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January 30, 2009

Dubya, looking peaked and bushed; more linkage.

Here’s to a quick linkage post. It’s late here, and I’m a bit tired, so please forgive me if I end up making typos. With that, here goes:

Common Dreams shares some frightening photos of Bush’s last address to the public before his presidency ended. He looks truly disturbed, and disturbing. h/t to the posters at Crooks and Liars.

RH Reality Check clears up some confusion about emergency contraception at was at TIME Magazine’s website.

The U.S. Postal Service is going broke. h/t to Crooks and Liars commenters again.

Crooks and Liars and The Curvature report on the horrifying news story out of Algeria; a CIA station chief is accused of drugging and raping two Muslim women. My thoughts are with the women and what they must be going through.

From abyss2hope, the Supreme Court rules against a company who retailiated against a woman who reported sexual harrassment.

Here’s a great article explaining what went wrong with the world economy. h/t to Crooks and Liars commenters again.

Michelle has a great essay about how our learning styles affect our thinking as liberals and conservatives.

Womanist Musings has an open letter to Ted and Gayle Haggard in the wake of their interview with Oprah Winfrey.

Feministe writes about teenage sexuality not being as wild as people, especially nosy conservatives, assume it to be.

Racialicious has a fascinating look at transgender and African-American history through the pages of popular African-American magazines, such as Ebony.

HuffPo reported that Obama took Wall Street to task over their greedy, irresponsible spending of our bailout money.

Natalia Antonova responds to someone who hurled racist and sexist abuse in her direction after she posted about dealing with sexual harrassment in Jordan. The response is compassionate, and stands up for Middle Eastern/Arab men.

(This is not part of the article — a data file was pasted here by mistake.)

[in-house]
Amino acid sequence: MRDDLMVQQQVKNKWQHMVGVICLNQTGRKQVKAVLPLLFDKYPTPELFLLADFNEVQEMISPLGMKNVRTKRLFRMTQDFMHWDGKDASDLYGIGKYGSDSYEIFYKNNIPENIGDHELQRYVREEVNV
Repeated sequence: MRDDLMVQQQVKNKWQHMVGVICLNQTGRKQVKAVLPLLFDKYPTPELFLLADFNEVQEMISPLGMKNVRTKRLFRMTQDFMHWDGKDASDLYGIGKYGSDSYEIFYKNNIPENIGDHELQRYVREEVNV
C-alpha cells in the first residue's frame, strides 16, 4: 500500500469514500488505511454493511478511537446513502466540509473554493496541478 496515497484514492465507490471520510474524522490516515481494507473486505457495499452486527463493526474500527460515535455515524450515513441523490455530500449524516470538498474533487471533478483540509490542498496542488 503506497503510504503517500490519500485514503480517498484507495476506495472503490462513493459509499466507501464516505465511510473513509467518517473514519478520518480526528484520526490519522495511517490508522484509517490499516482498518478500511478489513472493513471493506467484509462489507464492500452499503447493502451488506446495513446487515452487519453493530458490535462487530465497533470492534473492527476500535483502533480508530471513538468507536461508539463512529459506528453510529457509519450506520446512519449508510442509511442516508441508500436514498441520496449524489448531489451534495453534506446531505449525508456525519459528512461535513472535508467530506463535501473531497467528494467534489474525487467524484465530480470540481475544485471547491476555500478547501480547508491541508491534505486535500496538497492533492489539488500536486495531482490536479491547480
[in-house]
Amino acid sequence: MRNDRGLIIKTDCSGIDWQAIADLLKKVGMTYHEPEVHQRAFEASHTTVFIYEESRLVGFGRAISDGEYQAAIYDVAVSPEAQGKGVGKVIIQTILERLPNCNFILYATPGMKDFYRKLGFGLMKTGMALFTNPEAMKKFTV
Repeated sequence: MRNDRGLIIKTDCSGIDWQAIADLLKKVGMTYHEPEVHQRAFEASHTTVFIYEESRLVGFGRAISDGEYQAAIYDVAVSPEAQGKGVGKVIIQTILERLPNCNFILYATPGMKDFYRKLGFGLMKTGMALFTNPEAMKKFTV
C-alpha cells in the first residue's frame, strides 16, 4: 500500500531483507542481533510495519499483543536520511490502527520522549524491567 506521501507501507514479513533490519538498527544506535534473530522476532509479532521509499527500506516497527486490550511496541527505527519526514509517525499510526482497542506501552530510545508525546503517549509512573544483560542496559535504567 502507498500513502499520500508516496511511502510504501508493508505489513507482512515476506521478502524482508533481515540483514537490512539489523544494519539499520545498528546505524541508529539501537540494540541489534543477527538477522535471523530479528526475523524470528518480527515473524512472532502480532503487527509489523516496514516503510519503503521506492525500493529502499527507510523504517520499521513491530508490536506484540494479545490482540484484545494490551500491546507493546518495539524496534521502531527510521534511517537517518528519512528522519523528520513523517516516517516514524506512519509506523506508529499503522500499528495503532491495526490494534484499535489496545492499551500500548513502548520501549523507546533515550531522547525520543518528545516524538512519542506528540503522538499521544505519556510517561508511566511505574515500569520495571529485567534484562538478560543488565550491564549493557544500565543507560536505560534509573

MOMocrats write about how Dr. Jill Biden will continue her job as a college English professor.

From the crafty corner:

At Etsy’s Dark Side, our street team’s historical dead crafts theme.

Well, it’s about time I put down my knitting, stopped my blogging, and went to bed. So good night y’all!

Vatican to the world’s women: Yer pee is ruinin’ teh enviroments!!!1

Ok, so perhaps that is the non-eloquent way of summarizing this bombshell from the Vatican.

Of course, it needs to be said before anyone busts a gut laughing, that pharmacuticals making their way into our water supply *is* a concern. However, the agenda behind the Vatican’s little announcement is very transparent to anyone who has been paying attention.

The pill “has for some years had devastating effects on the environment by releasing tonnes of hormones into nature” through female urine, said Pedro Jose Maria Simon Castellvi, president of the International Federation of Catholic Medical Associations, in the report.

Clearly, this is an attempt to paint a portrait of women’s usage of hormonal birth control as the cause of our problems with pharmacuticals in the water, and naturally, the Church convieniently ignores the fact that pregnant women are peeing a similarly copious amount of female hormones into the water supply.

A couple of good questions to keep in mind when you read this stuff from the Church are when will the Church call out pregnant women for also contributing to the environmental deterioration, and damaging men’s fertility, and also, if women taking the pill are damaging men’s fertility, how is exactly that we have so many pregnant women also adding feminine hormones to the water supply?

It’s also a rich and sad thing that the Church is blaming women’s urine specifically for the hormones getting into our water and food supplies. Pharmacuticals are finding their way into our unsuspecting bodies in a variety of ways, but I guess women’s urine is the “dirty” way it is contaminating food and water supply. *sigh*

January 29, 2009

Racist RNC-chairman contender shirks personal responsibility; plus more links.

Time for my roundup of blog links for the first time in such a long while. Here we go!